No. 434 "Bluenose" Squadron (RCAF): Second World War
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No.434 "Bluenose" Squadron was a RCAF heavy bomber squadron, formed in June 1943 as part of No.6 (RCAF) Group. It was named after the schooner "Bluenose", a successful racing ship and fishing boat, which became a symbol of Nova Scotia.
The squadron operated the Handley Page Halifax from 12 August 1943-18 December 1944, and the Avro Lancaster from 24 December 1945 until the end of the war. Originally the squadron converted to the Canadian-built Lancaster B.Mk X, but this was soon supplemented by a number of Lancaster B.Mk Is. The squadron returned to Canada in June 1945, and was disbanded on 5 September 1945 after the Japanese surrender.
June 1943 to April/May 1944: Handley Page Halifax B.Mk V
May 1944 to December 1944: Handley Page Halifax B.Mk III
December 1944-September 1945: Avro Lancaster B.Mk X
February-March 1945: Avro Lancaster B.Mk I
13 June 1943 to 11 December 1943: Tholthorpe
11 December 1943-15 June 1945: Croft
Squadron Codes: WL
June 1943 onwards: Bomber squadron with No 6 (RCAF) Group
6 Group Bomber Command: An Operation Record, Chris Ward
. This is a very detailed reference book that looks at the wartime service of the Canadian group in RAF Bomber Command. A detailed narrative history of the group is followed by a series of chapters on each squadron, with a brief history, list of stations, commanding officers and types of aircraft, and most impressively a list of every individual aircraft to serve with each squadron and its fate [read full review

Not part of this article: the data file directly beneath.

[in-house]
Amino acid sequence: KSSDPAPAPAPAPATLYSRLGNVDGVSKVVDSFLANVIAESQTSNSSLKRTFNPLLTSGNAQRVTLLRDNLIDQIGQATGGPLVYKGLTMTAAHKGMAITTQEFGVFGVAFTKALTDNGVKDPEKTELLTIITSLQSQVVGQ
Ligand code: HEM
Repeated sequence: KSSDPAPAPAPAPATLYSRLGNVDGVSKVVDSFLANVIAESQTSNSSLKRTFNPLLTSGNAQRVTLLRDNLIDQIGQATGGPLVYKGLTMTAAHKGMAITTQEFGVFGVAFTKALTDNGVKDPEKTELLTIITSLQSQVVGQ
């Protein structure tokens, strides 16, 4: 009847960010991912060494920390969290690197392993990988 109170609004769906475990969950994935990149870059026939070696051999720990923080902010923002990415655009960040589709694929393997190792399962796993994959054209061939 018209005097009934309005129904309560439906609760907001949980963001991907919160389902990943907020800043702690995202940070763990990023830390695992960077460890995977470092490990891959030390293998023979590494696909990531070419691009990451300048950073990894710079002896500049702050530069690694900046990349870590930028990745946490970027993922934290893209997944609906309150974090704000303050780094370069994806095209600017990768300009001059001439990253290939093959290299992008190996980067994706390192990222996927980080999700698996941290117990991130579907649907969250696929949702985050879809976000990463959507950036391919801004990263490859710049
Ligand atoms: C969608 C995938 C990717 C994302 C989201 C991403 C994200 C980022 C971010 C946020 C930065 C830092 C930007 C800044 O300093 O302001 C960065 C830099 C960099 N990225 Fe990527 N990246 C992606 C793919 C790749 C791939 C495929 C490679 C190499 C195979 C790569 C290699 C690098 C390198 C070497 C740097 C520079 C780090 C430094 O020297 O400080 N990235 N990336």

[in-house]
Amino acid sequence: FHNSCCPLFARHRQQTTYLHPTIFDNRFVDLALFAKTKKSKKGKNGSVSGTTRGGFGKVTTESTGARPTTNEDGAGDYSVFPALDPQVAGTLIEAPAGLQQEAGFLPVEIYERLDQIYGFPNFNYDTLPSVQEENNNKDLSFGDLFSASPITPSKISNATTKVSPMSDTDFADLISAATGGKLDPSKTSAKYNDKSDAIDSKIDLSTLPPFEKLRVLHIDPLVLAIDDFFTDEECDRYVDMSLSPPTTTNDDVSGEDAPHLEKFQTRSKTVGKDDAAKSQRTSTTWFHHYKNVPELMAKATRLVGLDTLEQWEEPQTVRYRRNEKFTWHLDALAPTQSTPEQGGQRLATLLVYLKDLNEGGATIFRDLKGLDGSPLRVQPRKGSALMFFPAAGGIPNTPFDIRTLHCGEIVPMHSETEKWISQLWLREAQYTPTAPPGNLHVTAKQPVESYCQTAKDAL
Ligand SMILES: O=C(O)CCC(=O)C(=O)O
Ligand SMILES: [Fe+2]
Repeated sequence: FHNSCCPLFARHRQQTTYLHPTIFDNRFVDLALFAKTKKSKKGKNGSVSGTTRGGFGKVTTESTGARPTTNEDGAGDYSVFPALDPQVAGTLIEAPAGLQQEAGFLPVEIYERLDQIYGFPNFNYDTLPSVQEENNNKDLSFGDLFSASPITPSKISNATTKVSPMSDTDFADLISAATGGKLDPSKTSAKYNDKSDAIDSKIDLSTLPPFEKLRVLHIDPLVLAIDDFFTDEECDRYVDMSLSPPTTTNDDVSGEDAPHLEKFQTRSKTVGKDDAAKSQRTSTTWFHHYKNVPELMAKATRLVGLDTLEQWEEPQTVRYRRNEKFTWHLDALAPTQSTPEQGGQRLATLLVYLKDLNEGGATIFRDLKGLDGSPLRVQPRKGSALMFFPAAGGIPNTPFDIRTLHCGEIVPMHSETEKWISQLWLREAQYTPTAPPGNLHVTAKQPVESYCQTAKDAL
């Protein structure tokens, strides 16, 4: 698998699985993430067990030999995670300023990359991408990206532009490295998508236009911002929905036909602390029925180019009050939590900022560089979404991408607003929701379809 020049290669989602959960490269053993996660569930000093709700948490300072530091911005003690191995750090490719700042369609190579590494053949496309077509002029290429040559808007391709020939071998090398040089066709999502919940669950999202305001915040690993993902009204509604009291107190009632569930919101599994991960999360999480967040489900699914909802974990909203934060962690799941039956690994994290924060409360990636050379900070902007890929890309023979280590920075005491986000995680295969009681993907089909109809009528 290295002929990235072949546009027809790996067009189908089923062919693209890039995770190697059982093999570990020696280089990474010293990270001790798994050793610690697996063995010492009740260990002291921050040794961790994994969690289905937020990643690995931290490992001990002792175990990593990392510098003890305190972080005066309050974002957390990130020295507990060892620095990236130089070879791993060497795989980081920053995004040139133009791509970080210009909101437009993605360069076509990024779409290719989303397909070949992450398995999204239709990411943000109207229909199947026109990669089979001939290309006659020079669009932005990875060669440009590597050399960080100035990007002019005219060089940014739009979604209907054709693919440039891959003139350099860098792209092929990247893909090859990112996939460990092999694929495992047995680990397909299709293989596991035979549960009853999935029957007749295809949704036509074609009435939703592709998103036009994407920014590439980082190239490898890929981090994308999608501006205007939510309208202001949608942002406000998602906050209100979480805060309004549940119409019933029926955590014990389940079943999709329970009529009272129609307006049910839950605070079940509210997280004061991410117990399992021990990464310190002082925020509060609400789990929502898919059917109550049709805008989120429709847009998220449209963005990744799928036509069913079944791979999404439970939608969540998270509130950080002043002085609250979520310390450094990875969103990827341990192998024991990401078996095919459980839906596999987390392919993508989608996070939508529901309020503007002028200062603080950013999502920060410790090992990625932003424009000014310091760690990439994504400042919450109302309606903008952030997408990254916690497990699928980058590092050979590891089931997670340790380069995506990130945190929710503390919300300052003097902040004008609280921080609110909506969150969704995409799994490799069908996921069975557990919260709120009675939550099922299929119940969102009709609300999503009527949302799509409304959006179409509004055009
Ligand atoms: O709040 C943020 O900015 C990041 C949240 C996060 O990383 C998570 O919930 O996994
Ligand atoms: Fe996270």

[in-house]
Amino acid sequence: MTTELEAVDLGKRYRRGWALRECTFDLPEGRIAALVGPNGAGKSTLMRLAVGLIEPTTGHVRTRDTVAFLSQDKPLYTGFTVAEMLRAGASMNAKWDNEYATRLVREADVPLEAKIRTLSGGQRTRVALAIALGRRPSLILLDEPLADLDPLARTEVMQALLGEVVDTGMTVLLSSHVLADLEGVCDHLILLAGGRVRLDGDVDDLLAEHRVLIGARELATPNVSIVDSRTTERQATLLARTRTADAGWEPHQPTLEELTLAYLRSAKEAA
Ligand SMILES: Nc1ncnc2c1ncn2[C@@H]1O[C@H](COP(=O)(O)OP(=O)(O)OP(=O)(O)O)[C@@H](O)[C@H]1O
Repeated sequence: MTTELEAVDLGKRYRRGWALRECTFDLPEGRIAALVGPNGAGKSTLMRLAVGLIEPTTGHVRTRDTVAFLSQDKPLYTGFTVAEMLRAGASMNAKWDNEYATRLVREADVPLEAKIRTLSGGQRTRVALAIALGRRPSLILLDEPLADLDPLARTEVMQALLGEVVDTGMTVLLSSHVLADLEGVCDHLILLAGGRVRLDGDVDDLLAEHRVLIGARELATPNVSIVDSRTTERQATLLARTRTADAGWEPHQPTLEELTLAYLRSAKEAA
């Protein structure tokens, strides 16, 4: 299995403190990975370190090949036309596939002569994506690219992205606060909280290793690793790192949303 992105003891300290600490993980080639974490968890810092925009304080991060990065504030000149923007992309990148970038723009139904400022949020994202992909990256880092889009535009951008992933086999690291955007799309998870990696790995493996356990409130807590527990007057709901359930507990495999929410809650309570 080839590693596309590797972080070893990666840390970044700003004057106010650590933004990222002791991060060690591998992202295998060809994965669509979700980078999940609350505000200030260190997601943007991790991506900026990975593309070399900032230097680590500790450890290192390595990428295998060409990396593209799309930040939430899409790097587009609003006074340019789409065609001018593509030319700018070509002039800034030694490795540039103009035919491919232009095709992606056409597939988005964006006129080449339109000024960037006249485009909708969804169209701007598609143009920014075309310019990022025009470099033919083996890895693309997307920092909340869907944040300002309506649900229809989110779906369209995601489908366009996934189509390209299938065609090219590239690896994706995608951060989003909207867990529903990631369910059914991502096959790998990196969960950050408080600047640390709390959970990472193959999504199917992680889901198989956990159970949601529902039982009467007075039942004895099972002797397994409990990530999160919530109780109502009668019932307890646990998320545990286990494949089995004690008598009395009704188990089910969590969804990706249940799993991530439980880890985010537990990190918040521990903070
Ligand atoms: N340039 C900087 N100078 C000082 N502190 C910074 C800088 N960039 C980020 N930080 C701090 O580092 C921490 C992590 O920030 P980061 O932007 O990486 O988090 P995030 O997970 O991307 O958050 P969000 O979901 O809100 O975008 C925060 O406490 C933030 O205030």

Halifax Squadrons of World War II , Jon Lake.
This is a very good book on the combat record of the Handley Page Halifax. It covers much more than just its role as a front line bomber, with chapters on the Halifax with Coastal Command, the Pathfinders and SOE, amongst others. [see more
Lancaster Squadrons 1944-45, Jon Lake.
A well balanced look at the career of the Avro Lancaster in 1944-45, the period most famous for the systematic night bombardment of German cities. This was also the period that saw the Lancaster used to support the invasion of France, and the period that saw 617 Squadron drop Barnes Wallis's huge streamlined bombs with great precision. [see more
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How to cite this article:
Rickard, J (23 March 2007), No. 434 Squadron (RCAF): Second World War